Several countries, including the United Kingdom, Israel and Singapore, have imposed travel restrictions after the discovery of a new coronavirus variant in South Africa.
Scientists have expressed concerns that the new strain – identified as B.1.1.529 – could be more resistant to vaccines and could spread more easily.
The Israeli health ministry said on Friday it had detected the country’s first case of the new coronavirus variant in a traveller who returned from Malawi. The traveller and two other suspected cases have been placed in isolation. It said all three are vaccinated but that it is currently looking into their exact vaccination status.
Meanwhile, the World Health Organization (WHO) has cautioned against imposing new travel restrictions.
“WHO recommends that countries continued to apply a risk-based and a scientific approach when implementing travel measures … implementing travel measures is being cautioned against,” spokesman Christian Lindmeier told reporters in Geneva on Friday.
The health agency said that it will take a few weeks to determine exactly how transmissible the new variant is.
“Researchers are working to understand more about the mutations and what they potentially mean for how transmissible or virulent this variant is,” Lindmeier said, as WHO experts began a virtual meeting to determine whether B.1.1.529 should be classified as a variant of interest or of concern.
BioNTech assessing vaccine against new strain
Biotech company BioNTech said on Friday it was studying how well the coronavirus vaccine it developed with Pfizer protects against the new variant.
“We expect more data from the laboratory tests in two weeks at the latest. These data will provide more information about whether B.1.1.529 could be an escape variant that may require an adjustment of our vaccine if the variant spreads globally,” a BioNTech spokesperson said.
A total of about 50 confirmed cases have been identified in South Africa, Hong Kong and Botswana. The confirmed cases in Botswana and Hong Kong were detected among travellers from South Africa.
Britain announced that it was banning flights from South Africa and five other southern African countries effective at noon (12:00 GMT) on Friday and that anyone who had recently arrived from those countries would be asked to take a coronavirus test and to quarantine.
Al Jazeera’s Fahmida Miller, reporting from Johannesburg, said “southern African countries depend on tourism and trade” and the new restrictions were crushing hopes ahead of the holiday season.
South Africa recently obtained its removal from a UK red list. “There is certainly concern on the part of the South African government, which said this ban has been rushed,” Miller said.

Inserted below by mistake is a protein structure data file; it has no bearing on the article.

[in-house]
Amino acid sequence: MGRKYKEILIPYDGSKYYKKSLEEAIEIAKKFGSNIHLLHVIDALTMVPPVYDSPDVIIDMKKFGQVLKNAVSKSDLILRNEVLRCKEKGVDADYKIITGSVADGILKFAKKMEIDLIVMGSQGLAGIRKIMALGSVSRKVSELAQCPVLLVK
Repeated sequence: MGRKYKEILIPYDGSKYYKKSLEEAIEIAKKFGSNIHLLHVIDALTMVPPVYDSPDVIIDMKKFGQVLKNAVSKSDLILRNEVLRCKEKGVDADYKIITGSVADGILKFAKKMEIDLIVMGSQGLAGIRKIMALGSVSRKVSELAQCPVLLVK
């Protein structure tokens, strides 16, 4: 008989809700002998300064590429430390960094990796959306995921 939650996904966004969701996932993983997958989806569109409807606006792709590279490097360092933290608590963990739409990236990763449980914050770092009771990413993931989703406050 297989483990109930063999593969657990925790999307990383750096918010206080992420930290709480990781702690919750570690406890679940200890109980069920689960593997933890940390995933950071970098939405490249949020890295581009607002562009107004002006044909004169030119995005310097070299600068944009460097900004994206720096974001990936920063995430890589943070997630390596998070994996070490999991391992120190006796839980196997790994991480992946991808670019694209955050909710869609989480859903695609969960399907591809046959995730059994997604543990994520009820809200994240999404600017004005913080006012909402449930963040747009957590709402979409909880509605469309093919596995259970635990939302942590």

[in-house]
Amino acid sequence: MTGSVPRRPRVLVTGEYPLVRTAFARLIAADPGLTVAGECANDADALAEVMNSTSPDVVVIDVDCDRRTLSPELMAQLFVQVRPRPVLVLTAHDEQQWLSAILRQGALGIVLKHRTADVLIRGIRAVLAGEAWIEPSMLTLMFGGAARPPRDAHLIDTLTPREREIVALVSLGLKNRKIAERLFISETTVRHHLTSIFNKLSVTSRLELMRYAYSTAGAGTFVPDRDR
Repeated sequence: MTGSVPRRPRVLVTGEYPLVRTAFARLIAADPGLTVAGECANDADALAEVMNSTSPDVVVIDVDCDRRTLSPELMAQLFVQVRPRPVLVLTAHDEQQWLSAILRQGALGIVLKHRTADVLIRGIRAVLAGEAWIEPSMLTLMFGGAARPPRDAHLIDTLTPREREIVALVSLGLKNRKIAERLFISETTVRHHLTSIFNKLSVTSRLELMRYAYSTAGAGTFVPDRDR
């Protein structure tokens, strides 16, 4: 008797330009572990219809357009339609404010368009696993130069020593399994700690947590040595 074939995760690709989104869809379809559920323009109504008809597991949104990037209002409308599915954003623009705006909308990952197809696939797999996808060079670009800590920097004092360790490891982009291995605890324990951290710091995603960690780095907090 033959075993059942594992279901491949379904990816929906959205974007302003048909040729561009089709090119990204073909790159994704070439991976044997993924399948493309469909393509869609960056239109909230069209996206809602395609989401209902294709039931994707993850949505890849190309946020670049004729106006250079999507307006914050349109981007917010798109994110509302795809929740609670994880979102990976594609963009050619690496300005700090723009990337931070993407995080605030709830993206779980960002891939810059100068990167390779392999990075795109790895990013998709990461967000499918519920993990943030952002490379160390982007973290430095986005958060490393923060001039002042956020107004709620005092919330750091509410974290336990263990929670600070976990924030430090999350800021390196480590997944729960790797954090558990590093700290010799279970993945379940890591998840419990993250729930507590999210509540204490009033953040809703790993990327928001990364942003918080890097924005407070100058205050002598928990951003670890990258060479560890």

South Africa will speak to British authorities to try to get them to reconsider their ban, the Foreign Ministry in Pretoria said. “Our immediate concern is the damage that this decision will cause to both the tourism industries and businesses of both countries,” Foreign Minister Naledi Pandor said in a statement.
On Saturday, Australia announced curbs for people who had travelled to nine countries in the region, including South Africa, and said non-citizens would not be allowed entry. Returning Australians and their families have to complete a 14-day supervised quarantine on arrival.
“If the medical evidence shows that further actions are required, we will not hesitate to take them. And that may involve strengthening or expanding the restrictions,” Health Minister Greg Hunt said.
Elsewhere in Asia, Malaysia also announced a ban on travel to seven countries in southern Africa – Botswana, Eswatini, Lesotho, Mozambique, Namibia, South Africa, and Zimbabwe – with citizens already there required to spend 14 days in government-run quarantine on their return. Non-citizens travelling from the seven countries will not be allowed entry.
Like many countries in the Asia Pacific, Australia and Malaysia have maintained strict policies on international travel since the start of the pandemic to try and control the spread of the virus. Singapore, which has been slowly reopening its borders to fully vaccinated travellers, on Friday introduced new restrictions on southern African arrivals.
The 27-nation European Union also said it was considering new restrictions as it battles a fourth spike of the pandemic.
EU Commission President Ursula von der Leyen said in a statement that she “proposes, in close coordination with the member states, to activate the emergency brake to stop air travel from the southern African region.”
Italy’s health ministry announced measures to ban entry into Italy of anyone who has been in seven southern African nations – South Africa, Lesotho, Botswana, Zimbabwe, Mozambique, Namibia and Eswatini – in the past 14 days.
The Netherlands is planning similar measures.
German Health Minister Jens Spahn said airlines coming back from South Africa will only be able to transport German citizens home, and travellers will need to go into quarantine for 14 days whether they are vaccinated or not.
Germany has seen new record daily case numbers in recent days and passed the mark of 100,000 deaths from COVID-19 on Thursday.